What do you think the story about Jesus feeding 5,000 people with a couple of fish and some loaves of bread is about? The early church founders (at least, the orthodoxy, not the Gnostics) told people the story was about Jesus performing a miracle and revealing himself as a demigod to the audience.
However, if we dig more deeply, we discover that this parable, likely originally written by Mark based on stories circulating about Jesus, was never meant to prove that Jesus was anything other than incredibly compassionate. The parable of the loaves and fishes is intended to obliterate our human myth of scarcity.
Observe what the disciples say throughout this story: “There’s not enough to feed all these people.” “How will we afford enough to eat?” That’s the myth of scarcity. There isn’t enough! I better make sure I have what I need, and more in case we run out!
We still use those excuses today, don’t we? We hear stories all the time about the Earth’s depleting resources, so we hoard water and buy more food than we need and let it rot and spoil in our kitchens. But the idea the Earth has somehow stopped producing an abundance of food is simply not true. The Earth has plenty of resources. We just don’t use them wisely, and we certainly don’t use them as a community.
The truth, especially in industrialized societies, is that we’ve got more than enough food to feed everyone. There is no scarcity of food, which is why we’re throwing so much of it away.
What there is, however, is a scarcity of community.
We lack an expanded idea of family, especially an understanding that we are all one big global family, a community of communities, ever more reliant on one another. Community is Jesus’ point in the story of the loaves and fishes.
Those 5,000 people that showed up to see Jesus? He understood them as his brothers and sisters, nieces, nephews, and cousins, because he knew that God was the source of both his and their being. Jesus understood God as a God of abundance for everyone, no exceptions. This is important—Jesus trusted in our God of abundance to provide even when other people only saw lack and limitation.
This story is not about Jesus magically creating enough food for everyone out of thin air. If that had been the case, people would have relied on him for everything. He obviously doesn’t want this—that’s why he runs away when they try to make him their king. Rather, by sharing what seemed like a little, he transformed the hearts and minds of every person there, who then revealed they also had something to share.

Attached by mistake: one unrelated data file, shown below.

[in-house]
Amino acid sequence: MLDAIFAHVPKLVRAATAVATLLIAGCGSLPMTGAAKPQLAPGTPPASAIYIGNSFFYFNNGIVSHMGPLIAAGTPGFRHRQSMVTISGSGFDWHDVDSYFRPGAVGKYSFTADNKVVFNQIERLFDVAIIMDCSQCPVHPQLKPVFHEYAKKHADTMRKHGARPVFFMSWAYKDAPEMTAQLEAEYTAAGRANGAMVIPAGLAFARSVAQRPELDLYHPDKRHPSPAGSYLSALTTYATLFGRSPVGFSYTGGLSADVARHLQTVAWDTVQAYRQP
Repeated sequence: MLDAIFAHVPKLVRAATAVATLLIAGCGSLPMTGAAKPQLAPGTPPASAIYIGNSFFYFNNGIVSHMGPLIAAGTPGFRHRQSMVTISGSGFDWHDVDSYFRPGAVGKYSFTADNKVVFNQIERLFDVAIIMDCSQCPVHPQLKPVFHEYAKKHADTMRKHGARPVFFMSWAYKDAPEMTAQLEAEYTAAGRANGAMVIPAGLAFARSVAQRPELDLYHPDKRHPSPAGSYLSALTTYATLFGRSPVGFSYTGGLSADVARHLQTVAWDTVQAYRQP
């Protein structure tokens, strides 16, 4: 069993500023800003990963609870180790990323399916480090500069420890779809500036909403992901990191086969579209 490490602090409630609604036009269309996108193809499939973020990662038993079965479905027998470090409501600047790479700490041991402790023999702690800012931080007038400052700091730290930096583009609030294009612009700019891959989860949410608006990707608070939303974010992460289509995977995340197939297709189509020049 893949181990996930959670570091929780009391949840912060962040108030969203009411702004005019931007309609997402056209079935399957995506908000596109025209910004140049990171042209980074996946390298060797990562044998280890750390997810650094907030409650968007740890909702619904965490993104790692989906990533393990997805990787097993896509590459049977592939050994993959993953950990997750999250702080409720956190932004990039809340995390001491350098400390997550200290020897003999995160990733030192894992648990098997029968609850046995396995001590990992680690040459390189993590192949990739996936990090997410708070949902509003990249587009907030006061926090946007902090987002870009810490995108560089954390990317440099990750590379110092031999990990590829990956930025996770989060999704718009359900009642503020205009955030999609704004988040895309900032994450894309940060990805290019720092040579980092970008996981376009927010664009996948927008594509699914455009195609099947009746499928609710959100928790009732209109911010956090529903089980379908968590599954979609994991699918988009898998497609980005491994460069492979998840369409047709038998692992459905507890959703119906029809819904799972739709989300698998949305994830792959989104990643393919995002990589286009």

One by one, as people began to feel the pull of God on their heartstrings, as they began to understand that abundance is God’s way, as they began to see each other as a community, there was not only enough to feed everyone, but there was also plenty left over, which was promptly redistributed. This idea of redistribution of resources was deeply embedded in the Jewish people of the era, by the way, and Jewish people are who Jesus was speaking to at this time (and we must always remember, that Jesus was a good and faithful Jew himself).
For thousands of years before Jesus, the Jewish people understood the land and its resources as the property of God. The idea of private, personal property was anathema to them until forced on their culture by outside influencers. Yet, even in Jesus’ era, the idea that the abundance of the planet was God’s and God’s alone was prevalent. Jesus reminds them of this when he blesses what at first seems to be a couple of fish and loaves of bread.
The miracle of this story is that Jesus creates a community out of a bunch of hungry strangers by reminding them that God is abundant and that scarcity is a myth obliterated by community. There’s no need to hoard and waste; better to share what we have and let God refill us, than to let our resources rot and fester in the grotesque landfills of fear and neglect.
For as our food rots, so too does our soul.
How do we respond to this myth of scarcity and lack of community today? What can we possibly do to change a globally systemic problem that’s only worsened since Jesus’ time?
I suggest we do what Jesus demands from his followers and embrace each other as a global community—no matter our belief system, skin color, gender or sexual preference. We can support food pantries like our Food Angels program. We can support the Coalition of Immokalee Workers and the Fair Food program here in Collier County, Florida, both of which are affecting very real changes nationwide. We can come together after natural disasters and give our food, clothing, time, talent and money to each other, as this faith community did (and continues to do) after Hurricane Irma.
But most importantly, we need to be extremely vocal about implementing and living the alternative, equitable, just and compassionate world Jesus reveals. To do that we must rely on and trust that God’s love is abundant and universal, and will fill our cups every time we empty them, especially when it’s for another divinely beloved human being.
May your Thanksgiving holidays be blessed with the universal, unconditional love of God, and may we, in turn, bless each other, now and always. Amen.